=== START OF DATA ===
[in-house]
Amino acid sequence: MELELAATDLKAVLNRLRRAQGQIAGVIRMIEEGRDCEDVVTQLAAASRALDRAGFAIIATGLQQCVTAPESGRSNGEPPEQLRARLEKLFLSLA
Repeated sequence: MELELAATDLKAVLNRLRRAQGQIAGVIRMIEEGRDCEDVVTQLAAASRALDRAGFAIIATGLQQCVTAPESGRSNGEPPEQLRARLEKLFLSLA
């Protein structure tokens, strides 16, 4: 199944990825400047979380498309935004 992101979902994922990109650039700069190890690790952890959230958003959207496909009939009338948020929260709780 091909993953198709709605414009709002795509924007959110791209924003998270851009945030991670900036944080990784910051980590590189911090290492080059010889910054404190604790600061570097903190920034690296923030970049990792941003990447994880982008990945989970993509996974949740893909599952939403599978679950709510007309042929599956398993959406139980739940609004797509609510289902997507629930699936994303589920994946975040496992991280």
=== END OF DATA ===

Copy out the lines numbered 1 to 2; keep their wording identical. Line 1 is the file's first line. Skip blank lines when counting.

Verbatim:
[in-house]
Amino acid sequence: MELELAATDLKAVLNRLRRAQGQIAGVIRMIEEGRDCEDVVTQLAAASRALDRAGFAIIATGLQQCVTAPESGRSNGEPPEQLRARLEKLFLSLA